Your website should be designed to encourage people to move through the sales funnel, exciting them about your products and making them eager to complete the transaction. Personalization is a fantastic way to accomplish this. Have your website greet people by name, especially if they've visited before.

Use retargeting ads

Retargeting ads can be extremely helpful for bringing customers back to your website, especially if they've left items in your site's shopping cart. Customers have a tendency to visit pages while they're doing research, but then leave the page because they're not ready to make a purchase yet. Retargeting ads can help bring customers back to the page and remind them about your products and why they're superior. Even better, have your page remember the customer the next time they return. Remember what items they looked at or what they seemed interested in. Customers will appreciate the extra effort and the added ease in finding what they're looking for.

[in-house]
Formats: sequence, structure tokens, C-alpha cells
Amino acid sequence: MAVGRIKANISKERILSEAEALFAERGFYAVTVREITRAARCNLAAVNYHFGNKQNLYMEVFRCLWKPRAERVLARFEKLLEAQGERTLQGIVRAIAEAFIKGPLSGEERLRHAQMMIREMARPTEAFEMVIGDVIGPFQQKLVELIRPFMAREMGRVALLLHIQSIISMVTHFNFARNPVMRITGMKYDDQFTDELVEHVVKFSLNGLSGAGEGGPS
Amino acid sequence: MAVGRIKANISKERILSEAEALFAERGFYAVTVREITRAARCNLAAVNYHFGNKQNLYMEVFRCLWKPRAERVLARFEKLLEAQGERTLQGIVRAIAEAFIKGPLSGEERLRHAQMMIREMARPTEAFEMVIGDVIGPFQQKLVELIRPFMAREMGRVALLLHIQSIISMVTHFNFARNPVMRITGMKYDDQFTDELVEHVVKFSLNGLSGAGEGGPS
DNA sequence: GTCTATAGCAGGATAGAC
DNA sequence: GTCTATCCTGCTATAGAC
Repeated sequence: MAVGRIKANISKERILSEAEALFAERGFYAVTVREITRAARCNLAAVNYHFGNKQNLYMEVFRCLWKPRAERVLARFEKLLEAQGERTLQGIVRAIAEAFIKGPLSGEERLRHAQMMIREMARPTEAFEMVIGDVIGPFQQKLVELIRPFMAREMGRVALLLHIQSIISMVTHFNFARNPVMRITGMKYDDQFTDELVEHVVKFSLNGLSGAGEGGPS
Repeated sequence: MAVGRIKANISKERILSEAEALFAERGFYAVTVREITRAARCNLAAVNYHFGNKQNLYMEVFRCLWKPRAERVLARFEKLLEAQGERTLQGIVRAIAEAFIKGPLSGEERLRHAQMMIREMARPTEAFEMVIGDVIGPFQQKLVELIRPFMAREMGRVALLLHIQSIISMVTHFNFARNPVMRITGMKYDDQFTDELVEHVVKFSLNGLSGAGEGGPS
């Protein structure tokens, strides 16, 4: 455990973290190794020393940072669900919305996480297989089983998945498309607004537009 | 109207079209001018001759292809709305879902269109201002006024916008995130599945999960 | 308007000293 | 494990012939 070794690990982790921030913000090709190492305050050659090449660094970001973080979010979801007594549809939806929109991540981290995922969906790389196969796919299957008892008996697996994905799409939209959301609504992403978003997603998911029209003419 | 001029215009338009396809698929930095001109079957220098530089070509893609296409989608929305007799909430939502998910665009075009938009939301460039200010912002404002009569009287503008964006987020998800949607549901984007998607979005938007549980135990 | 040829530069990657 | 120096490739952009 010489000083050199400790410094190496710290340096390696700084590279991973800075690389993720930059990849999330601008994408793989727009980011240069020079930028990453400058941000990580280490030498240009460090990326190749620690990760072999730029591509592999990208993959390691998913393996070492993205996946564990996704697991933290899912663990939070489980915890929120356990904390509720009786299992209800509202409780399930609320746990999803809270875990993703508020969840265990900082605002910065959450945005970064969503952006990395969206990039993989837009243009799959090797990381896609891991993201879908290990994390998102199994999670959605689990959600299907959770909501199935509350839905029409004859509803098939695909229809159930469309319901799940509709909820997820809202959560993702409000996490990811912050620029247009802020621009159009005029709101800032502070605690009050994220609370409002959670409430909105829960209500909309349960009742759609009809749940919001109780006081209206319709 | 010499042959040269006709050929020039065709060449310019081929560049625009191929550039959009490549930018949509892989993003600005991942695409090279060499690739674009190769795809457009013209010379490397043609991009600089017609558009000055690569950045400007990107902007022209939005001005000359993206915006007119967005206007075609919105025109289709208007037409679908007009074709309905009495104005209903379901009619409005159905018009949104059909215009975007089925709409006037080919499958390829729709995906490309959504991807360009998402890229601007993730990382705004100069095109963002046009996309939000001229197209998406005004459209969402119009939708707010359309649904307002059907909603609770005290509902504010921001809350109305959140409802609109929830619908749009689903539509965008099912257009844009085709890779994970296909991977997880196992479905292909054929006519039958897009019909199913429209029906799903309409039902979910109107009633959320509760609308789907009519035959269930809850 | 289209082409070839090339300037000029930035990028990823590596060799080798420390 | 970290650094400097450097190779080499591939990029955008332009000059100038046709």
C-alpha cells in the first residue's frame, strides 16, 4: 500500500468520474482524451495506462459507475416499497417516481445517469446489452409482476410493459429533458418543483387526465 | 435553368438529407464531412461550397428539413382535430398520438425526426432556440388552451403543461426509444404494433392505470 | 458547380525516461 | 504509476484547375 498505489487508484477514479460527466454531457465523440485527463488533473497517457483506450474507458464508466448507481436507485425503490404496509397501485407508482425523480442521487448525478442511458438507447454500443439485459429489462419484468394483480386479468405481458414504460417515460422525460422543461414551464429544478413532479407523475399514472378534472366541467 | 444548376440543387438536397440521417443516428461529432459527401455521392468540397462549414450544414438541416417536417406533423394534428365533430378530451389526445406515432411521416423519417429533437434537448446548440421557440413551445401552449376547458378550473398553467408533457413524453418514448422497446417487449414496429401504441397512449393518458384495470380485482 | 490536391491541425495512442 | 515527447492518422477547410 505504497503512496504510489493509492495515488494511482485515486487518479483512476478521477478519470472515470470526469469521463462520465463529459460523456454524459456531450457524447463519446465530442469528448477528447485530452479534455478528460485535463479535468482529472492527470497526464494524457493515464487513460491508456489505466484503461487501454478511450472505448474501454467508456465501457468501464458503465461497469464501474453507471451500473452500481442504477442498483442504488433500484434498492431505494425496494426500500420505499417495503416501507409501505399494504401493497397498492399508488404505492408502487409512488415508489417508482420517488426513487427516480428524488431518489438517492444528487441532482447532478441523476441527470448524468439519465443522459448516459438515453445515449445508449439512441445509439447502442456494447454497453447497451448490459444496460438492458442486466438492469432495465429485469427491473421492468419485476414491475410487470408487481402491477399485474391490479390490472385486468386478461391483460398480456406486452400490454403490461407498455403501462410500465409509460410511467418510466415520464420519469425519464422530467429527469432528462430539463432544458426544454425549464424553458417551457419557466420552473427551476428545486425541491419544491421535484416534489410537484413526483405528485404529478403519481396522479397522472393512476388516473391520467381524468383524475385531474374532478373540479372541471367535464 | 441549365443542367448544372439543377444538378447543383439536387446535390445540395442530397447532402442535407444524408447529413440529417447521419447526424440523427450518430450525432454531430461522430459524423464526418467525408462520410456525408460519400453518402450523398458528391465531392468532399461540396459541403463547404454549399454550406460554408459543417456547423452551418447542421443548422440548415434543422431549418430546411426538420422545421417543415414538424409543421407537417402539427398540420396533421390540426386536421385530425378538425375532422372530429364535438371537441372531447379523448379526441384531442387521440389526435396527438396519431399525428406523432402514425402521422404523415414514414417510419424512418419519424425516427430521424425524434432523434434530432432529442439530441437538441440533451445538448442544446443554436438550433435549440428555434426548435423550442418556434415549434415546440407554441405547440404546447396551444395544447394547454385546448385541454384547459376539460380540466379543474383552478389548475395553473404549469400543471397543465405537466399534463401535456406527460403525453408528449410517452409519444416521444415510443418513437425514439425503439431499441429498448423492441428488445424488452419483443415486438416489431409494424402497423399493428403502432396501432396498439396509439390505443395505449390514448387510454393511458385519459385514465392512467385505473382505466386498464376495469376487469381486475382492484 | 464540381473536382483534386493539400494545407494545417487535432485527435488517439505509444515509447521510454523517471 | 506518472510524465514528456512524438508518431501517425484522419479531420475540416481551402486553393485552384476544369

Make the most of social media

Keep an eye on social media for mentions of your company. This will alert you to customers considering your company or investigating your industry. You can then swoop in and make contact as they're beginning their search. Social media is also a great tool for remaining in contact with potential buyers and past buyers. Like people's status updates, retweet interesting things they have to say, and generally show interest in them. It will make them see you and your company more favorably, while also helping you remain in the forefront of their mind as they prepare to make a buying decision.

Nurturing leads is critical to persuading customers who are considering a purchase. While follow-up emails certainly play a role in bringing customers to the checkout button, they're not the only factor. Use some of the ideas above, and begin improving conversion rates quickly.